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Measure decriminalizing fentanyl testing strips headed for Ohio House floor

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A photo of the Ohio Statehouse from Wikimedia Commons.

An Ohio House committee has given the go-ahead to a measure decriminalizing the possession of fentanyl testing strips. Current law classifies test strips as drug paraphernalia.

The background

The bill’s sponsor, state Rep. Kristin Boggs, D-Columbus, described the change as “one more avenue” to avoid overdose when she introduced the bill in May. Many people would test their drugs, she argued, if given the chance. And knowing what they’re taking could avert unintentional overdoses.

“Ohio State recently had a great loss when two university students who had finished with their finals, were about to go into graduation weekend, ended up overdosing what we believe was on fentanyl from Adderall that they had purchased on the streets,” Boggs described at the time.

In June, the coroner’s report confirmed the two women died of a fentanyl overdose.

Ohio has one of the highest overdose death rates in the nation. According to CDC data, 5,204 people died of overdose in 2020, putting Ohio’s death rate per 100,000 at the fourth highest in the U.S. Initial reports from state health officials suggest 2021 could be even worse.

In her testimony, Boggs noted that in 2019, 76% percent of overdose deaths involve fentanyl. In 2020 that ticked higher, to 81%.

Tuesday’s vote

One significant problem, Boggs and other advocates contend, is uncertainty about the content of illicit drugs.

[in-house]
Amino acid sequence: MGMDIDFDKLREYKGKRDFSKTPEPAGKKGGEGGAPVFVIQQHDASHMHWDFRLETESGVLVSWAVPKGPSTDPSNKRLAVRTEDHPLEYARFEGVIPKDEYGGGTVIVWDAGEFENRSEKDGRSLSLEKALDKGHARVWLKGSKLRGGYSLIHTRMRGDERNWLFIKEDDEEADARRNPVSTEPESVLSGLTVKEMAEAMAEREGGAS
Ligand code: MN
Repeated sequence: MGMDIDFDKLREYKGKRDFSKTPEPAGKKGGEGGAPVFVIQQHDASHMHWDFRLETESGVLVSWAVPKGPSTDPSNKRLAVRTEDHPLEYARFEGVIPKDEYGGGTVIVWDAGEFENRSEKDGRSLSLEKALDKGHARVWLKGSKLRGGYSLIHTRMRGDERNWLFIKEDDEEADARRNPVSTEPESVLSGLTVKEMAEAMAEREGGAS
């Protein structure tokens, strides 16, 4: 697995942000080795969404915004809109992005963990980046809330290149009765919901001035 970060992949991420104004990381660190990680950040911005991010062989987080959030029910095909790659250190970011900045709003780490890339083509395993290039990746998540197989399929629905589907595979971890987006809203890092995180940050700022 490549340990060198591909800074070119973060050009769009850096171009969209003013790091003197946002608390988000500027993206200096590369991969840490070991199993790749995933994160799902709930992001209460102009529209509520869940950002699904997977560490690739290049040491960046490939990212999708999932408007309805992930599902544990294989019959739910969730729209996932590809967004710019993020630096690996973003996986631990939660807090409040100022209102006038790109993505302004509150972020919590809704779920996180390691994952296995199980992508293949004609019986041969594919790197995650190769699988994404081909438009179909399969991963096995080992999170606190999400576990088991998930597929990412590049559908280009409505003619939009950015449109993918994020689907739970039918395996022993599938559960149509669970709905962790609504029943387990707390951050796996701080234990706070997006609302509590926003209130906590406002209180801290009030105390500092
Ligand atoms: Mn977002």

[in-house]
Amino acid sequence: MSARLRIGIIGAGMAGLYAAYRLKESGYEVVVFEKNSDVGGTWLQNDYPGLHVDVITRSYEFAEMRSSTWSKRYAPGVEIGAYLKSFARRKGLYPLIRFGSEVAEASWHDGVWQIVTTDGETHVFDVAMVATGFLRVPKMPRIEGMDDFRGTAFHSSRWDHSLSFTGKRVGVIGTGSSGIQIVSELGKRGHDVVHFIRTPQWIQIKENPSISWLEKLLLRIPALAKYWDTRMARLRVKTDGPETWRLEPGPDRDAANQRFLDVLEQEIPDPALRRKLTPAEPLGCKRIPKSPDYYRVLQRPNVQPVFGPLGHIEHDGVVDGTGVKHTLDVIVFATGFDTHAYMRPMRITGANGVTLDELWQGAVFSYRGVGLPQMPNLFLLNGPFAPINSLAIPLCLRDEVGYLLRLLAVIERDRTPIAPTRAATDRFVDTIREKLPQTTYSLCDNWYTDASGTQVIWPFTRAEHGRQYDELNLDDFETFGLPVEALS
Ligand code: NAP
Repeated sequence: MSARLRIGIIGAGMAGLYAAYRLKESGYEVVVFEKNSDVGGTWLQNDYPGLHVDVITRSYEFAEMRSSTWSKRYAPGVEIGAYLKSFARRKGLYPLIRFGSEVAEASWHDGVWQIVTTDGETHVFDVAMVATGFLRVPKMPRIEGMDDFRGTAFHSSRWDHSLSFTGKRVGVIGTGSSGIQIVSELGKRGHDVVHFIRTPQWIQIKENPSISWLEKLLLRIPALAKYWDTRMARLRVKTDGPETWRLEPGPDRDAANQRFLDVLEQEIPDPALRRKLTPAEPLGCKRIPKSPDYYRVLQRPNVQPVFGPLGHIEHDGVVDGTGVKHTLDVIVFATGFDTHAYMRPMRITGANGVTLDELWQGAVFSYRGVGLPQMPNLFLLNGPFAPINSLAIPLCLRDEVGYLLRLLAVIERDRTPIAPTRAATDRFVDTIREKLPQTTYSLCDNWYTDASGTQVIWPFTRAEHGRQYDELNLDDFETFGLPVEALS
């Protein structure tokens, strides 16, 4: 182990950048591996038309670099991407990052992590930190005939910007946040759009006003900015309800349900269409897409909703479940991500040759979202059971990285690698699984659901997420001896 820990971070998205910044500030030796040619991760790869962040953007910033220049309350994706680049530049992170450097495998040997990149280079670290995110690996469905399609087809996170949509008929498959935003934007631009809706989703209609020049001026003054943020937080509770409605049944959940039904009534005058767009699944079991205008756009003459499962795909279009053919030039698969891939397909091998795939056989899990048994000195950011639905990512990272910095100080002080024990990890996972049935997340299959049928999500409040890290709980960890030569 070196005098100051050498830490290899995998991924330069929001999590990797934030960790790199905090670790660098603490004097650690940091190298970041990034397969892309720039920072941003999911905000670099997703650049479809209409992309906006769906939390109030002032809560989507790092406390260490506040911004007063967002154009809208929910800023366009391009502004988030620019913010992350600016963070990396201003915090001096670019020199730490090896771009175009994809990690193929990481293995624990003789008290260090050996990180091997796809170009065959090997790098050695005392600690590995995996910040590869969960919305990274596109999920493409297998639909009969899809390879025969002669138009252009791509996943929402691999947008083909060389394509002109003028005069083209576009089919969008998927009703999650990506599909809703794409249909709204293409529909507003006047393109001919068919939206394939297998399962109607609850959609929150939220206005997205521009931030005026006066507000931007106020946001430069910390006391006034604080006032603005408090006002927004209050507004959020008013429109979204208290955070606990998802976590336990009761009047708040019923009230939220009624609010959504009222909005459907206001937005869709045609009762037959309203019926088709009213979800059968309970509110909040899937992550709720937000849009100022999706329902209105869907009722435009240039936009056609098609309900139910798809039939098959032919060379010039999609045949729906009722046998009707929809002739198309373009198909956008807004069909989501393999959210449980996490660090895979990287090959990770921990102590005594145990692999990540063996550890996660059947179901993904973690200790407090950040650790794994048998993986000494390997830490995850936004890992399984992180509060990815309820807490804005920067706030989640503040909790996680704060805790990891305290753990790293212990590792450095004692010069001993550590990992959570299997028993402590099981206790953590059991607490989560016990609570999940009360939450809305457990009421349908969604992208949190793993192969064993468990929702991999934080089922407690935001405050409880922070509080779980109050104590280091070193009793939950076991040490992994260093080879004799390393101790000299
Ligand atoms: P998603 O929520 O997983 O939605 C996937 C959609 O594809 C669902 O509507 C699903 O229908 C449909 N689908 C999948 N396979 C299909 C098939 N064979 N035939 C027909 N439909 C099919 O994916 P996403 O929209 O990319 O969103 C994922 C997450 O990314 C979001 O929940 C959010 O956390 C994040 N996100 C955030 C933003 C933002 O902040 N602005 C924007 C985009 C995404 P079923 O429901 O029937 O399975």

Speaking on behalf of the Ohio Pharmacists Association, OSU Assistant Professor Kelsey Schmuhl explained fentanyl is 50-100 times more potent than morphine.

“It takes a very small amount to cause a lethal overdose,” she said. “Even more concerning is the fact that fentanyl is often being mixed into other drugs without the user’s knowledge.”

That’s where testing strips come in.

“By increasing access to harm reduction tools such as fentanyl test strips, we are acknowledging that drug use is a part of our society, and we are working to decrease its negative consequences using evidence-based strategies,” she explained.

Schmuhl described this harm reduction approach as “meeting people where they are — not where we want them to be.” Other harm reduction strategies include making the overdose treatment naloxone readily available, or needle exchange programs. Ohio has made strides in both of those examples. But there are still those who criticize the harm reduction playbook as too permissive.

“Harm reduction does not enable drug use, and it does not increase drug use,” Schmuhl added, seeming to preempt those concerns. “Harm reduction keeps people alive, and provides critical access to the health care system for a patient population that often does not seek care due to fear and stigma.”

Looking forward

The measure passed committee without opposition, and House leaders have it teed up to appear before the whole chamber Wednesday. Speaking after the committee, Chair Jeff LaRe, R-Violet Township, sounded optimistic.

“Things can get a little nutty,” he warned about the lame duck session, “but I’m hopeful. I think it’s a good bill — definitely support it.”

The Ohio Senate is considering a related measure that provides immunity for people using or distributing fentanyl testing strips. It’s part of a larger measure expanding naloxone access.


This story was republished from the Ohio Capital Journal under a Creative Commons license.

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